Flex is Comcast’s greatest embrace of OTT video to date

Blink and you’ll miss it. Following Comcast’s cryptic X1 broadband convergence comments from a fortnight ago, the company unveiled its new Xfinity Flex video aggregation service moments after Faultline Online Reporter went to press last week – in the latest ambitious initiative from the US cable giant as it aims to offset the torrent of pay TV losses.

While some 10,000 movies and TV shows will be available OTT free of charge, Flex is really about introducing cord nevers to the world of cable TV – providing Xfinity internet-only subscribers with a portal for upgrading to the full Xfinity X1 cable service directly from the Flex UI. This will be accessed via an HDMI streaming dongle with Comcast’s trademark X1 voice remote, hoping to lure users towards an upgrade through offering a cloud DVR, tens of thousands of additional VoD titles and hundreds of live channels, but without any installation fees or a clunky cable TV set top. Presumably these streaming sticks will be the same Roku devices which Sky in Europe has shipped to access its Now TV streaming service.

The similarities between this announcement and the recent OTT-only launch from Comcast-owned Sky in Austria are striking – although Sky has gone one step further by delivering a full pay TV package over broadband via an app available on various devices. But still, the move is arguably Comcast’s most brazen acceptance of the cord cutting phenomenon threating its core business – with Flex surely destined to exacerbate subscriber losses as a portion of its cable TV footprint will certainly be peeved.

We said Comcast had made hints at becoming an aggregator of TV in the broadband segment much like T-Mobile US is trying to do in the mobile market, and it turns out Faultline Online Reporter was bang on the money. It has already integrated major OTT services like Netflix, YouTube and most recently Amazon Prime Video, available in 4K HDR with voice remote integration.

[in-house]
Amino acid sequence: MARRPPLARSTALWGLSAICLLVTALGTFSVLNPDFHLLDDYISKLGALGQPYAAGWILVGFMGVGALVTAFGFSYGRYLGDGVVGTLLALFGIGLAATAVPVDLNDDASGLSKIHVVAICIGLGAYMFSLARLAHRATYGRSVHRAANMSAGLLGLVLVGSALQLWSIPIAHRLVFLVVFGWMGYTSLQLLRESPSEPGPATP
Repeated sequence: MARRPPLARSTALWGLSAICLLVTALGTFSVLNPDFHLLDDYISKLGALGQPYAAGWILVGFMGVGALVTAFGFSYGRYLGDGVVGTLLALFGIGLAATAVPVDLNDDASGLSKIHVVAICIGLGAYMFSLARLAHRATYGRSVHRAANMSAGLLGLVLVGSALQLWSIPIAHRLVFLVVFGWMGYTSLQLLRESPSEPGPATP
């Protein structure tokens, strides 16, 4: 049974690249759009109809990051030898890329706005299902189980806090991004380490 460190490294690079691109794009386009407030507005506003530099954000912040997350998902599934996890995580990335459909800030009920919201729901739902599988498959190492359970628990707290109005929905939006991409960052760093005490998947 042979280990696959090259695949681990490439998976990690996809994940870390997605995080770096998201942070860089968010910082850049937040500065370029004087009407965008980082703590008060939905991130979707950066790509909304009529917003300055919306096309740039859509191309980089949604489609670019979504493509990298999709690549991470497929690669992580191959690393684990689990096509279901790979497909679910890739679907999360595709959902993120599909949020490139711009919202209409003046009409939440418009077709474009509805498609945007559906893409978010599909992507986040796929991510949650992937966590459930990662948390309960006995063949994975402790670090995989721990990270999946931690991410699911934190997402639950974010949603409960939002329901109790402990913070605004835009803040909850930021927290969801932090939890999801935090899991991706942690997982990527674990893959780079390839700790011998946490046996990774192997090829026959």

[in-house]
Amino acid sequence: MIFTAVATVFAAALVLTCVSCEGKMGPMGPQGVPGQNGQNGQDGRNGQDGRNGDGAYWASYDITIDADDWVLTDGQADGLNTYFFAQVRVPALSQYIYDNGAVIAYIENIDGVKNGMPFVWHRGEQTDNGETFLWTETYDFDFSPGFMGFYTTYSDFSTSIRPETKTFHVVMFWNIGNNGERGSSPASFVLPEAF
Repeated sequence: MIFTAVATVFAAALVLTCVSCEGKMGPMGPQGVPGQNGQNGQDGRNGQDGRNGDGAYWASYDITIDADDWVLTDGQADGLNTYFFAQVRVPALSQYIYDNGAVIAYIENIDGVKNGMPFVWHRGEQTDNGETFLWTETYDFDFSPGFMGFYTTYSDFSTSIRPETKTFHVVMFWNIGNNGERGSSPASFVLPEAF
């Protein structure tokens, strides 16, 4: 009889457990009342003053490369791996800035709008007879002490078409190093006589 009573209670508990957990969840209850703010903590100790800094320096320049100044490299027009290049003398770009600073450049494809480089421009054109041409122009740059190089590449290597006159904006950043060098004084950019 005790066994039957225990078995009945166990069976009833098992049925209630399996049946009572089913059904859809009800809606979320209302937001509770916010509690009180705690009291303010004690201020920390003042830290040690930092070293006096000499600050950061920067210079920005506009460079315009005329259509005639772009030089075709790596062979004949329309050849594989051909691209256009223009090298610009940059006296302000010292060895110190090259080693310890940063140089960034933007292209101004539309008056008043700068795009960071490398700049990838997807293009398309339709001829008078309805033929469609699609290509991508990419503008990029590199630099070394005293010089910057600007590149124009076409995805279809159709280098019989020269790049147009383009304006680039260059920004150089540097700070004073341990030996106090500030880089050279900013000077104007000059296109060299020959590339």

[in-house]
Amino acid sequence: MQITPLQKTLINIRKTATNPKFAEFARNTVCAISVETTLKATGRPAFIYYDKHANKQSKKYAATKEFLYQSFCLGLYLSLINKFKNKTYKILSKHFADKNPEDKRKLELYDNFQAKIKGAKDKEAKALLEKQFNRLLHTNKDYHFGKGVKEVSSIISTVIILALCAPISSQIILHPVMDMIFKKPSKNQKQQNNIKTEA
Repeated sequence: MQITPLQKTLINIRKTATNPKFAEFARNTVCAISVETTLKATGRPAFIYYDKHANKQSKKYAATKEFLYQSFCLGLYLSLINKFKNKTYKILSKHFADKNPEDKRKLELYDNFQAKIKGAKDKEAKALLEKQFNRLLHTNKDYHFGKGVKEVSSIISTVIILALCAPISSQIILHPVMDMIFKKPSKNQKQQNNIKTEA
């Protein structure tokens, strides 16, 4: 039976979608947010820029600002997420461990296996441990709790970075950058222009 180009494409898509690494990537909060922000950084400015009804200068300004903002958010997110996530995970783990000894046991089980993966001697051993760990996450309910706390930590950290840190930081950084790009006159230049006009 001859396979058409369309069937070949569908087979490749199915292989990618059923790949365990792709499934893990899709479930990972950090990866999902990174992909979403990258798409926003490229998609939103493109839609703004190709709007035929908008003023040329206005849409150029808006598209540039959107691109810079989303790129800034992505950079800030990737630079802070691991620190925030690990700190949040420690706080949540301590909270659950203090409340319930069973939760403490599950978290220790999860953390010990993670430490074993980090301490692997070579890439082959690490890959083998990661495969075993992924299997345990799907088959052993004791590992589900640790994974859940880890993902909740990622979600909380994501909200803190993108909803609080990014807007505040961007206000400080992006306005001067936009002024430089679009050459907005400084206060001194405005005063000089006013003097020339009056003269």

Flex will cost $5 a month and with no upfront price mentioned in the press release, it seems Xfinity internet-only subscribers can receive the 4K HDR Flex streaming dongle free of charge.

Comcast added 351,000 high-speed internet subscribers in Q4 2018 to total almost 26 million, while video subscriber losses reached 29,000 making it 370,000 for the year, dropping to 22.36 million. However, Comcast does not break out how many of the 26 million are internet-only and how many also take cable TV services, so an exact market cannot be quantified. We do know Comcast ended 2018 with 9 million single-product residential subscribers, of which we believe the majority are internet subscribers – so a sizable base for which Comcast sees a decent ARPU inflation opportunity.

In addition, Flex users will be able to access programming from apps including Netflix, Amazon Prime Video, HBO, and Showtime, and can rent and purchase movies and shows from the digital store, access their digital lockers across platforms by pairing their account with Movies Anywhere, or listen to music from Pandora, iHeartRadio, and XITE. Xfinity Flex can also become part of the smart home ecosystem, linking up to camera feeds and to other home security devices, for example.

Comments made recently by Comcast Cable CEO Dave Watson implied that X1 was preparing to break out of the hybrid set top ecosystem in order to bring the platform into more broadband-focused segments. “For the right segments, video becomes a great complement to broadband. Broadband is the foundation of which we start the relationship. Video can be a great supporting part of that package,” said Watson a few weeks ago, speaking at Deutsche Bank conference.

Meanwhile, the newly launched Sky app, called Sky X, is set to make quite a splash, landing on mobile devices, Samsung and LG smart TVs, PCs, and PlayStation 4 consoles. A dedicated Sky X streaming device is also a purchasable option, which looks almost identical to the Sky Q Mini set top, a hybrid device built by the in-house operation listed as BSkyB, but which was once Amstrad.

It boasts a full fat Sky line up with live channels including its trademark sports content, plus on-demand series and movies, and a host of popular broadcast channels from the likes of Disney, Discovery and NBCUniversal.

Matt Strauss, EVP of Xfinity Services for Comcast Cable, said, “For just five dollars a month, we can offer these customers an affordable, flexible, and differentiated platform that includes thousands of free movies and shows for online streaming, an integrated guide for accessing their favorite apps and connected home devices, and the ease of navigating and managing all of it with our voice remote.”